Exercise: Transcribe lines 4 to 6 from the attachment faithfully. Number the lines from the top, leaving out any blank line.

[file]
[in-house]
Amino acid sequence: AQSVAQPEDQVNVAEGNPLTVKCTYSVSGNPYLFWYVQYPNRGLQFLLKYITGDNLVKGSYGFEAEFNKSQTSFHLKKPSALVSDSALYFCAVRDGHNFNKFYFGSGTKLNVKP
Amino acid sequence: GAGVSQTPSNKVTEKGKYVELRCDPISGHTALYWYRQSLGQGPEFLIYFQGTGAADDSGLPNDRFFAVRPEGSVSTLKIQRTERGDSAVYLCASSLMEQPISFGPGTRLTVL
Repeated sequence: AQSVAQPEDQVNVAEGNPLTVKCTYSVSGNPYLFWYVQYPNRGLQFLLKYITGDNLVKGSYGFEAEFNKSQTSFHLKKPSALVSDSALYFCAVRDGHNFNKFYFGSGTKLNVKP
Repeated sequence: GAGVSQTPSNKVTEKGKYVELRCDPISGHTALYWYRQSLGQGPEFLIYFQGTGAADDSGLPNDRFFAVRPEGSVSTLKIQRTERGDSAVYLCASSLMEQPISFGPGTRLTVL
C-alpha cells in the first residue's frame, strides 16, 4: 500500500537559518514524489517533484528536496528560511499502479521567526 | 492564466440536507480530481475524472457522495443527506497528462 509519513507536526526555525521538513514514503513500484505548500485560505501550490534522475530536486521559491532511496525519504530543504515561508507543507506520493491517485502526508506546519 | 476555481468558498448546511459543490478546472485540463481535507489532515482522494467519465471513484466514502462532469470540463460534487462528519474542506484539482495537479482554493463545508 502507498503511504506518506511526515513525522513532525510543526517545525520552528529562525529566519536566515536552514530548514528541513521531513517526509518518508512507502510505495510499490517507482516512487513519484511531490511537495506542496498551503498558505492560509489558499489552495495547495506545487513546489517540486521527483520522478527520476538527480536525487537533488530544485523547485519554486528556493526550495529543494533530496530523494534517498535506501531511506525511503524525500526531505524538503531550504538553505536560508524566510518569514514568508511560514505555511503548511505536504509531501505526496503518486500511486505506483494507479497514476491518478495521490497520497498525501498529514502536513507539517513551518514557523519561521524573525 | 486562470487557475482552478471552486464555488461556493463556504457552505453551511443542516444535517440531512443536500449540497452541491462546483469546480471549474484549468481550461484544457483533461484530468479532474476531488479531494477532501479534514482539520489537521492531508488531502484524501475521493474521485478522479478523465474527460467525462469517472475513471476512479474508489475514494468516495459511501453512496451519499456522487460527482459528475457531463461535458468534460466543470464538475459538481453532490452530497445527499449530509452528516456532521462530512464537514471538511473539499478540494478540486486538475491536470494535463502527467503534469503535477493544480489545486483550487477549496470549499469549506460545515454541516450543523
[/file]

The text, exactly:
Repeated sequence: AQSVAQPEDQVNVAEGNPLTVKCTYSVSGNPYLFWYVQYPNRGLQFLLKYITGDNLVKGSYGFEAEFNKSQTSFHLKKPSALVSDSALYFCAVRDGHNFNKFYFGSGTKLNVKP
Repeated sequence: GAGVSQTPSNKVTEKGKYVELRCDPISGHTALYWYRQSLGQGPEFLIYFQGTGAADDSGLPNDRFFAVRPEGSVSTLKIQRTERGDSAVYLCASSLMEQPISFGPGTRLTVL
C-alpha cells in the first residue's frame, strides 16, 4: 500500500537559518514524489517533484528536496528560511499502479521567526 | 492564466440536507480530481475524472457522495443527506497528462 509519513507536526526555525521538513514514503513500484505548500485560505501550490534522475530536486521559491532511496525519504530543504515561508507543507506520493491517485502526508506546519 | 476555481468558498448546511459543490478546472485540463481535507489532515482522494467519465471513484466514502462532469470540463460534487462528519474542506484539482495537479482554493463545508 502507498503511504506518506511526515513525522513532525510543526517545525520552528529562525529566519536566515536552514530548514528541513521531513517526509518518508512507502510505495510499490517507482516512487513519484511531490511537495506542496498551503498558505492560509489558499489552495495547495506545487513546489517540486521527483520522478527520476538527480536525487537533488530544485523547485519554486528556493526550495529543494533530496530523494534517498535506501531511506525511503524525500526531505524538503531550504538553505536560508524566510518569514514568508511560514505555511503548511505536504509531501505526496503518486500511486505506483494507479497514476491518478495521490497520497498525501498529514502536513507539517513551518514557523519561521524573525 | 486562470487557475482552478471552486464555488461556493463556504457552505453551511443542516444535517440531512443536500449540497452541491462546483469546480471549474484549468481550461484544457483533461484530468479532474476531488479531494477532501479534514482539520489537521492531508488531502484524501475521493474521485478522479478523465474527460467525462469517472475513471476512479474508489475514494468516495459511501453512496451519499456522487460527482459528475457531463461535458468534460466543470464538475459538481453532490452530497445527499449530509452528516456532521462530512464537514471538511473539499478540494478540486486538475491536470494535463502527467503534469503535477493544480489545486483550487477549496470549499469549506460545515454541516450543523